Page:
With full in-tray, no rest for IG Koome

Japhet Koome when he took an oath of office at the Judiciary buildings. [Collins Kweyu, Standard]

Kenya's fourth Inspector General of Police Japhet Koome was sworn in at a time the country is facing serious security challenges. He has no time to celebrate his promotion. He must hit the ground running.

Among the issues Koome has outlined as areas of focus include dealing with crime and maintaining discipline and professionalism in the police rank and file.

His task is not made easy by the fact that he assumes office at a time of national outcry against extra-judicial killings and enforced disappearances. These cases, including the killing of Arshad Sharif, an internationally renowned investigative journalist whose death has triggered international attention, need resolution to the satisfaction of involved parties.

Enjoying the political will of the new administration, the new changes in the police service offers a glimmer of hope for the many families whose loved have disappeared or died in police custody over the last few years.

The time is ripe now for Koome to bring to an end the unexplained killings and disappearances, which for many years the media, religious leaders, human rights organisations and oversight State agencies have brought to the attention of the nation.

It is significant that even as he took his oath of office yesterday, three police officers and a civilian at the centre of the murder of lawyer Willie Kimani, Josephat Mwenda and Joseph Muiruri, are awaiting sentencing after a six-year trial. It means that Koome must begin by cleaning house and dealing with the rotten apples in the service.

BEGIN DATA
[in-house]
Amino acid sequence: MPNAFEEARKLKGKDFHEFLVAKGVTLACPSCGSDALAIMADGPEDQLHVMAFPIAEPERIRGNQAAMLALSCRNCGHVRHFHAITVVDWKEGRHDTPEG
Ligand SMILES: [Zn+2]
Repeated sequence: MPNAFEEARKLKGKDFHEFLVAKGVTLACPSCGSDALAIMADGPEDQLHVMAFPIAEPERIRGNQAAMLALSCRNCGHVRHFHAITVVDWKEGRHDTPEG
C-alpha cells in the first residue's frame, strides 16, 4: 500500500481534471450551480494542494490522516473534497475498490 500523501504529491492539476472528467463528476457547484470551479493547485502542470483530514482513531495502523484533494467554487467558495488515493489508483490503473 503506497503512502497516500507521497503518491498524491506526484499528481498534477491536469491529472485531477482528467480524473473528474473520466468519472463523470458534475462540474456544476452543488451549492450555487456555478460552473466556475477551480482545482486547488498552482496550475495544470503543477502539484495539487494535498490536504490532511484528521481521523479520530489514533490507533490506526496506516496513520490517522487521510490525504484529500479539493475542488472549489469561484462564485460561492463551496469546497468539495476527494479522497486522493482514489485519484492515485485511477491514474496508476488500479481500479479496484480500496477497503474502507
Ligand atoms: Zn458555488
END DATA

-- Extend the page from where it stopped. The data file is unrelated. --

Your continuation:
Top of his agenda will be the rising cases of petty offences and violent crime in Nairobi and its environs. So serious has this been in Nairobi that Governor Johnson Sakaja has sought audience with the new police boss. During former President Uhuru's Kenyatta reign, the police - especially the DCI - was labeled as partisan. It was accused of political witch-hunt, especially when dealing with politicians then allied to William Ruto, who was deputy president. Koome and DCI director Mohammed Amin must, therefore, build confidence in this institution.

Meanwhile, Koome will also have to raise performance within the rank and file by improving working conditions and providing better housing, in addition to streamlining transfers and placements.

President Ruto's Kenya Kwanza manifesto promised to review the remuneration and terms of service for all officers to be commensurate with the cost of living. The new IG must see this promise actualised. All in all, the new IG will have to muster all he can to boost the morale of his officers even as he demands nothing but the best from them.